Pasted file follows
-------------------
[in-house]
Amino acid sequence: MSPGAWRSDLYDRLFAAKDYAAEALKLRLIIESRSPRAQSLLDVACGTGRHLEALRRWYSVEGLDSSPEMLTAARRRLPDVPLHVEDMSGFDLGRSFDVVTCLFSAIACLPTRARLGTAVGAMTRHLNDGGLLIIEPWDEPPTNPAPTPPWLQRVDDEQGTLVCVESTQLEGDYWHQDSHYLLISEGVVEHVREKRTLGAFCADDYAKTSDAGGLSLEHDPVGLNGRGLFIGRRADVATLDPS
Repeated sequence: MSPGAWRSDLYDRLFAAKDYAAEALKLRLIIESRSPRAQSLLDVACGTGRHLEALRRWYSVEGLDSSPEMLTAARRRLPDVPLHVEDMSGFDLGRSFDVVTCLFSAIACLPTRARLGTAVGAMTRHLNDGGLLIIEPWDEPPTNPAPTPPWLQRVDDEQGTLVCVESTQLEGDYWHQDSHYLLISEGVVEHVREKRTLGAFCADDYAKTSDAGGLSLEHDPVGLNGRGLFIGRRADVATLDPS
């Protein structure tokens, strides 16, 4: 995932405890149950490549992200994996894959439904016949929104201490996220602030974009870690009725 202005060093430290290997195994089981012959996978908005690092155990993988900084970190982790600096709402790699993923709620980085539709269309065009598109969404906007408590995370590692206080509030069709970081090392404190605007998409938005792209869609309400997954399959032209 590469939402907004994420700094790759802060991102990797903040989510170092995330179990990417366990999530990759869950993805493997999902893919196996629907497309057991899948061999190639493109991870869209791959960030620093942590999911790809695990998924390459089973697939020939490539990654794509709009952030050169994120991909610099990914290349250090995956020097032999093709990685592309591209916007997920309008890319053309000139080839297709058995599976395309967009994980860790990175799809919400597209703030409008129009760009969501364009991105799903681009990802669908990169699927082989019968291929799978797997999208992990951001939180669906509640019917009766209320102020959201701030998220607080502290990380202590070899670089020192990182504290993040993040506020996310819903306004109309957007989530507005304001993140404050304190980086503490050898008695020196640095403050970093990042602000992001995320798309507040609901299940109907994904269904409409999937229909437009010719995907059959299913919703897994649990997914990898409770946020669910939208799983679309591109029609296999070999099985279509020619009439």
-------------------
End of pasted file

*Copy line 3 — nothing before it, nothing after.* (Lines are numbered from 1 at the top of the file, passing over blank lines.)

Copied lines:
Repeated sequence: MSPGAWRSDLYDRLFAAKDYAAEALKLRLIIESRSPRAQSLLDVACGTGRHLEALRRWYSVEGLDSSPEMLTAARRRLPDVPLHVEDMSGFDLGRSFDVVTCLFSAIACLPTRARLGTAVGAMTRHLNDGGLLIIEPWDEPPTNPAPTPPWLQRVDDEQGTLVCVESTQLEGDYWHQDSHYLLISEGVVEHVREKRTLGAFCADDYAKTSDAGGLSLEHDPVGLNGRGLFIGRRADVATLDPS